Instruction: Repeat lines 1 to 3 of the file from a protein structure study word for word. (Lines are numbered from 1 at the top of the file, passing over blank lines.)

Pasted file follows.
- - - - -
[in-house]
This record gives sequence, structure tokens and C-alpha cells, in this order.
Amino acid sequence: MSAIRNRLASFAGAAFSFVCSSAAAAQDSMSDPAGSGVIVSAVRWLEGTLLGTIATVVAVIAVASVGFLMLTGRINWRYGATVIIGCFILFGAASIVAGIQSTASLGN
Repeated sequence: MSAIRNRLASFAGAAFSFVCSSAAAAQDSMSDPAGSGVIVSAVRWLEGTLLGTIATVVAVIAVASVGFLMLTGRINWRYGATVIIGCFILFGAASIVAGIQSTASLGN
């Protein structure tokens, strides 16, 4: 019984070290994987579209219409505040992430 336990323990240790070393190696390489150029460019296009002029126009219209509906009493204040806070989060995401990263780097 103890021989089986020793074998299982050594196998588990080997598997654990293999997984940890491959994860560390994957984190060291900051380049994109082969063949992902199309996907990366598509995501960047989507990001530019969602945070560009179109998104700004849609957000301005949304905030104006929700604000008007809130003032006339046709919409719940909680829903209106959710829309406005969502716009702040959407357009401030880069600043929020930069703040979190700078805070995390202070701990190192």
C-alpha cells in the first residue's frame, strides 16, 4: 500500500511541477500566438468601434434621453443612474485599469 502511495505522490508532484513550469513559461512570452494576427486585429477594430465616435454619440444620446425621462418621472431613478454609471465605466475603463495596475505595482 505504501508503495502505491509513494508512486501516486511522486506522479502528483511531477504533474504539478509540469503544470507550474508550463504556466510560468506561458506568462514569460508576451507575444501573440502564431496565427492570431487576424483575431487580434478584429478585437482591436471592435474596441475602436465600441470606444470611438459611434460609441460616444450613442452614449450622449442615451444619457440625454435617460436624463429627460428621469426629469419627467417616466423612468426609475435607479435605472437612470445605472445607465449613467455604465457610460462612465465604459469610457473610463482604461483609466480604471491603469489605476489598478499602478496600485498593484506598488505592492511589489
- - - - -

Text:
[in-house]
This record gives sequence, structure tokens and C-alpha cells, in this order.
Amino acid sequence: MSAIRNRLASFAGAAFSFVCSSAAAAQDSMSDPAGSGVIVSAVRWLEGTLLGTIATVVAVIAVASVGFLMLTGRINWRYGATVIIGCFILFGAASIVAGIQSTASLGN